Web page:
It’s even worse on the inside. Whoever associated financial integrity with marble columns can’t have considered the counter-productive impact of falling plaster. There’s scaffolding up between several of the columns, probably mostly to stop bits from falling on customers’ heads and to keep liability insurance premiums down.
Clint and Patrick are barely five feet into the place, when a security dude in one of those mandatory, confidence-inspiring light-blue shirts challenges Lucky’s right to exist. Clint points to his hearing aids and keeps right on walking.
“Hearing ear dog, man. Wouldn’t want to deprive a poor, disabled citizen of his faithful canine companion, would you? Just think of the law suit.”
The guy stares at him with his mouth open, but lets him pass. Patrick suppresses a snort, claps Clint on the shoulder and heads to the line-up for the counter marked ‘Deposits’, while Clint tries to figure out just where he should be going. Not deposits, that’s for sure.
Maybe Kate is right, and he should try that whole internet banking thing? At least when you don’t know which button to press, no one can see you.
Well, here goes nothing. Pick a teller, Barton, and hope for the best. He glances up at the mug shots of the branch’s “valued employees”, eleven females and one guy (the manager, natch). One of them is an elderly female, in a far corner.
Clint does a quick calculation. If he gets the boyish grin just right, chances are she’ll be charmed rather than appalled by his ignorance, and do whatever needs to be done for him, instead of making him pay those fucking bills himself.
And so it happens that Clint finds himself behind one of the scaffolded columns, remarking on the unexpectedly lovely weather and the very select parentage of the rare Asgardian terrier by his side, when three armed guys with balaclavas on their heads burst in.
None of that discreet slipping of a note to a teller, no. These guys, by way of introduction, demand that everyone get down, because, quote, this is a fucking hold-up, motherfuckers, and don’t anyone even think of hitting the panic button or you die unquote.
Of course, Security Dude is not about to have his authority challenged for a second time inside five minutes. He actually pulls his piece, takes aim at the dude in the front, and what has already been a pretty shitty week in the life of Clint Barton gets a whole lot shittier.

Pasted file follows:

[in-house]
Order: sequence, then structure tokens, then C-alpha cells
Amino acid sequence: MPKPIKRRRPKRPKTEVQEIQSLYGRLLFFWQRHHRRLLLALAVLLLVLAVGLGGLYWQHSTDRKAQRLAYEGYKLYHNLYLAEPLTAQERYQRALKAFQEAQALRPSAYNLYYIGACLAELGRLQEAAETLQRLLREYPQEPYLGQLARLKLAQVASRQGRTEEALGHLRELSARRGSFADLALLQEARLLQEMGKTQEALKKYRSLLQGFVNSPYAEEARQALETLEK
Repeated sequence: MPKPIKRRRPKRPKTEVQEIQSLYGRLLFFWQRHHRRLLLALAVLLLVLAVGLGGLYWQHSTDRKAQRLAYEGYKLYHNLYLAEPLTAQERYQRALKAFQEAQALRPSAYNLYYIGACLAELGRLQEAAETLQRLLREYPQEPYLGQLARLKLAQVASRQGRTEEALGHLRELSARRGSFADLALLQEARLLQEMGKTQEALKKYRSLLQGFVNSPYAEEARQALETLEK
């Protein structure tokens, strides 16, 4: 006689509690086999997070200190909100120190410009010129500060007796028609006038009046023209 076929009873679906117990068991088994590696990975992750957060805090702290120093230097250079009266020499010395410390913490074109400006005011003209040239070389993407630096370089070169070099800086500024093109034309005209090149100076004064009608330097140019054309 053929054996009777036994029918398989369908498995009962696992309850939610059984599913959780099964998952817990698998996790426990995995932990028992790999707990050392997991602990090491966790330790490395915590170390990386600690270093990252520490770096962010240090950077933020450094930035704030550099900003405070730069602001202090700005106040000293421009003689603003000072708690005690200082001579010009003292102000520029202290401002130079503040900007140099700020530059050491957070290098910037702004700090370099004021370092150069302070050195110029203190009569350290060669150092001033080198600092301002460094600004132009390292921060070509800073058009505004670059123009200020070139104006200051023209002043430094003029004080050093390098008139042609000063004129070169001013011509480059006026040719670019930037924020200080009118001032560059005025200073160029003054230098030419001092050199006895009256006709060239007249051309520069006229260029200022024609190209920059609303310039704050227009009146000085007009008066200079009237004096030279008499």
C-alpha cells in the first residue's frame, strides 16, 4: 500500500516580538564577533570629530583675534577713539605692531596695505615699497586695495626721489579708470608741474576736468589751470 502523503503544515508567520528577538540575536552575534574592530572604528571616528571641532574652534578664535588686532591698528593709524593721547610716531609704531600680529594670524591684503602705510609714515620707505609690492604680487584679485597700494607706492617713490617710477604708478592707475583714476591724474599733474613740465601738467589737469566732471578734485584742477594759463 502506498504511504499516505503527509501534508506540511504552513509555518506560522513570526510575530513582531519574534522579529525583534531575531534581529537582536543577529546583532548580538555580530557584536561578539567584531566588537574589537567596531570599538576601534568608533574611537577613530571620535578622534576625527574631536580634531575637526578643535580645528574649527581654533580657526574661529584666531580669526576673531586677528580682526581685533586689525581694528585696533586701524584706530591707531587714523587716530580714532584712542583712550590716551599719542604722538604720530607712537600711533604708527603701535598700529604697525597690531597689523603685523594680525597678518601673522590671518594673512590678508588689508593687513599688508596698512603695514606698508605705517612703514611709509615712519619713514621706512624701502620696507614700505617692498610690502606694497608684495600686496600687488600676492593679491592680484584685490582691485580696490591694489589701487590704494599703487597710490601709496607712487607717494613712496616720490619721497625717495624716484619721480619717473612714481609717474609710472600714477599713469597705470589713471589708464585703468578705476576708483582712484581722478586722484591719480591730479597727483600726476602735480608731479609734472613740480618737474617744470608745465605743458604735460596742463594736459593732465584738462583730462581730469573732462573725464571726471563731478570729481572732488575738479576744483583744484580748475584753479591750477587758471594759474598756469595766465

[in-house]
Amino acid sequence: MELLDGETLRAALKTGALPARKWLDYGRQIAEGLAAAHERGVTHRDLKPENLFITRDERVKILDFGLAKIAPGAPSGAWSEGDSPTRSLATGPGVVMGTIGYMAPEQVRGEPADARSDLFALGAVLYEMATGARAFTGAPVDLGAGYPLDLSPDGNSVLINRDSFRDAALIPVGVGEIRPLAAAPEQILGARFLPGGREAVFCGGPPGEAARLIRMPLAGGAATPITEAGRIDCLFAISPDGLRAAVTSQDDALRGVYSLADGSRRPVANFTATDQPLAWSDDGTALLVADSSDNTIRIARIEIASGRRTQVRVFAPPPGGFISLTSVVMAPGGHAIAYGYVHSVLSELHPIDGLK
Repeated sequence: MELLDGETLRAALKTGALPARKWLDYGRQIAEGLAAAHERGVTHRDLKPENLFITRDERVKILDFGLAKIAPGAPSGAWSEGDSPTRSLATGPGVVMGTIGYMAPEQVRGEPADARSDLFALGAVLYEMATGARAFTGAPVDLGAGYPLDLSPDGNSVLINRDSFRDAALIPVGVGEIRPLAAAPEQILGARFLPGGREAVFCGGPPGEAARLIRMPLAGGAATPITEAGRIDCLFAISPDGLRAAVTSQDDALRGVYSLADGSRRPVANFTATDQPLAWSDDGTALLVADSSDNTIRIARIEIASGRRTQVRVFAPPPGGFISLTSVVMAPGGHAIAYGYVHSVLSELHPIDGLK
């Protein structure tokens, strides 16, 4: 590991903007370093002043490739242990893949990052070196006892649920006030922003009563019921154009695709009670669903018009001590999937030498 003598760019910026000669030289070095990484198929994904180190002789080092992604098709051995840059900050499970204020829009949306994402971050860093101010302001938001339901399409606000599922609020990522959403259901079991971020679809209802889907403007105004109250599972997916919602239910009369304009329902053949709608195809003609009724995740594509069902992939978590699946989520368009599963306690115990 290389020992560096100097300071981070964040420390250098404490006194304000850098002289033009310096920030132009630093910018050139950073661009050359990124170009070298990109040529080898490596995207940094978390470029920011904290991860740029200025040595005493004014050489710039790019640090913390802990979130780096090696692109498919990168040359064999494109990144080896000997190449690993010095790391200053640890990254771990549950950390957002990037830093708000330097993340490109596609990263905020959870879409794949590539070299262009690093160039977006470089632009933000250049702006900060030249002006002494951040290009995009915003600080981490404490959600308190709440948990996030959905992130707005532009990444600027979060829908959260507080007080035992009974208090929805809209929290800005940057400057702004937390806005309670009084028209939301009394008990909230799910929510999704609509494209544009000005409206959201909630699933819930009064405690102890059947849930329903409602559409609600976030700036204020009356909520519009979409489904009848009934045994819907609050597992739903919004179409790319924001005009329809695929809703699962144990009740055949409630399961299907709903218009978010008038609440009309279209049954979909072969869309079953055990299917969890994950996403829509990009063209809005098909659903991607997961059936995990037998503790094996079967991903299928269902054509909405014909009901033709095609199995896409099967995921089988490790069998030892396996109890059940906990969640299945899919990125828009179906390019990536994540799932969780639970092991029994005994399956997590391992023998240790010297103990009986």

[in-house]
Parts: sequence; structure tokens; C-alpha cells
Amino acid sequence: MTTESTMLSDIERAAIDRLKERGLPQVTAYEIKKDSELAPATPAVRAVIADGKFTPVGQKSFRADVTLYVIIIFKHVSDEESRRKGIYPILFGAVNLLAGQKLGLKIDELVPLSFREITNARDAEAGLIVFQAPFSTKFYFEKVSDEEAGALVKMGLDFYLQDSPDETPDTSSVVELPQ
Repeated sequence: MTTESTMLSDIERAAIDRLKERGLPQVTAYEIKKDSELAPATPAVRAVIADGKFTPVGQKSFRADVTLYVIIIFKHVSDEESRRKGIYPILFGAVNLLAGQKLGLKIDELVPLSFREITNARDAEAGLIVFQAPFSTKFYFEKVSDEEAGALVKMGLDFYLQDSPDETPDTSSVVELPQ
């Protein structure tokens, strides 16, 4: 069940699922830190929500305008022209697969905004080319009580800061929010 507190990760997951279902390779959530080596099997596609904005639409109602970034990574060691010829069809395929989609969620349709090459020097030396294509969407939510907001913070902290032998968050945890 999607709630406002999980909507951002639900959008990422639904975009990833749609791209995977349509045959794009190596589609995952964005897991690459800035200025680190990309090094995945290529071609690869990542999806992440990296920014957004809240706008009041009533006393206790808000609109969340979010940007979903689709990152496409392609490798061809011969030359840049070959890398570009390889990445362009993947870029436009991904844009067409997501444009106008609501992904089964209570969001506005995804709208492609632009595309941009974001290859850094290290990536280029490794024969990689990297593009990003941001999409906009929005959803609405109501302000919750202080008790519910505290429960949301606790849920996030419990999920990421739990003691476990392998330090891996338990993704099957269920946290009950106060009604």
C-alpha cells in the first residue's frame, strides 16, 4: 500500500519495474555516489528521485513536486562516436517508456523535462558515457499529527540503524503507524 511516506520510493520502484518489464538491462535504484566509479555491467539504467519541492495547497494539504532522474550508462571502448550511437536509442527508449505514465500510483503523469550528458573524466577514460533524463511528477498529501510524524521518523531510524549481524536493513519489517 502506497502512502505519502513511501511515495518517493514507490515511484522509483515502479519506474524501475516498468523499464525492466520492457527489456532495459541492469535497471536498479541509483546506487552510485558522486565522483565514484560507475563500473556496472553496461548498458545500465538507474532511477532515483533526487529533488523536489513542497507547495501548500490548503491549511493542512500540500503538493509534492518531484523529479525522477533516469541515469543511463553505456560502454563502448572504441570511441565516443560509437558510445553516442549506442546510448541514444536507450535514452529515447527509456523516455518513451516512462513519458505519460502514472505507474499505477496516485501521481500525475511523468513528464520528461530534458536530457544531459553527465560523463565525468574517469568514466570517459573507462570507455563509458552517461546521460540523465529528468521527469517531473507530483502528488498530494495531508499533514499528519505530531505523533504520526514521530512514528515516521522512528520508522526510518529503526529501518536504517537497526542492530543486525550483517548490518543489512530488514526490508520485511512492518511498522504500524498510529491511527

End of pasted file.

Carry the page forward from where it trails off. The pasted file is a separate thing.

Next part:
The sirens are getting closer, stopping somewhere near the end of the block. Right near the bank, where Clint should have arrived by now. Since there are no shots being fired at the moment, Kate pokes her head out the window and looks down the block.
Not much to be seen, certainly no Clint. She grabs her phone and hits the Hawkeye speed dial, only to hear the opening chords of Springsteen’s I’m on Fire coming from the kitchen. Shit. He must have set down his phone to grab the doggie bag, and promptly left it behind.
His phone is a StarkPhone, of course, with loads of snazzy features hers doesn’t have. (Hooray for Clint being an Avenger, access to top-notch gear for free even if Ironman himself is a douche.) Of course, it would be more useful if he actually took it with him sometimes …
Oh well. Lemons, lemonade. Kate grabs the phone and taps on the app for the NYPD comms channel. For once, the chirpy ‘Second Squad, this is Dispatch’ that Clint programmed into the app fails to make her smile.
Sure enough, there it is: “Bank robbery in progress at the CitiBank on Quincey -- several shots fired.”
And the pièce de la résistance, “Up to a dozen hostages.”
Kate does a quick calculation: Three pee stops and maybe a poop for Lucky; chatting up a neighbour, maybe two; complete ignorance of the basic principles of banking leading to protracted flirtation with teller; full-on display of Barton charm mesmerizing same into extending the conversation…
Chances are, Clint is still inside the bank. And based on how what she knows, he didn’t bring anything with him that could remotely qualify as a weapon. (Lucky doesn’t count.)
Chances are, he’ll tell himself that he is a weapon and will try something stupidly heroic, and then there’ll be more doctors, more police interviews, and more paperwork. Lots of paperwork, which he’ll expect Kate to do for him.
They are so futzed.